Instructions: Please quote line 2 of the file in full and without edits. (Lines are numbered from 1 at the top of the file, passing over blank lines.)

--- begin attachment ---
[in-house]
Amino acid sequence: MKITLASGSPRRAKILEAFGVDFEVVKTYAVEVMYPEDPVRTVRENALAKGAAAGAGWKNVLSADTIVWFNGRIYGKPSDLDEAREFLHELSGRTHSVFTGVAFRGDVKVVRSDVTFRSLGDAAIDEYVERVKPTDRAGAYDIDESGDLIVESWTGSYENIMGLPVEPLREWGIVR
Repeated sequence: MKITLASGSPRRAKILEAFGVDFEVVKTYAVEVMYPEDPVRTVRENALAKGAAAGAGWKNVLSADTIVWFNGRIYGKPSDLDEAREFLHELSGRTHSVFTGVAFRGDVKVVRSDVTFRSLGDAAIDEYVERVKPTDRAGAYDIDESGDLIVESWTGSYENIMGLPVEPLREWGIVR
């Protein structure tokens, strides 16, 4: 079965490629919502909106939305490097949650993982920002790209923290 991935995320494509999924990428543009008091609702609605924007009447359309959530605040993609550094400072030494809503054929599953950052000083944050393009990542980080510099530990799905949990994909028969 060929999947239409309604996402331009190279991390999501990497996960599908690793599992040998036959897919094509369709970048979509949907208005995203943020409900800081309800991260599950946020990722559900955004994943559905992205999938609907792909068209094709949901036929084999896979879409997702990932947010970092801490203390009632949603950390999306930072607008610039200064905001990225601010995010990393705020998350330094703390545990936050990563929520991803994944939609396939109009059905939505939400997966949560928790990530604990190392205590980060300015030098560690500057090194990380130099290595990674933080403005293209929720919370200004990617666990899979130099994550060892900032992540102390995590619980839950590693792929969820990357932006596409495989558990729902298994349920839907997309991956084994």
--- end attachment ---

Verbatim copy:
Amino acid sequence: MKITLASGSPRRAKILEAFGVDFEVVKTYAVEVMYPEDPVRTVRENALAKGAAAGAGWKNVLSADTIVWFNGRIYGKPSDLDEAREFLHELSGRTHSVFTGVAFRGDVKVVRSDVTFRSLGDAAIDEYVERVKPTDRAGAYDIDESGDLIVESWTGSYENIMGLPVEPLREWGIVR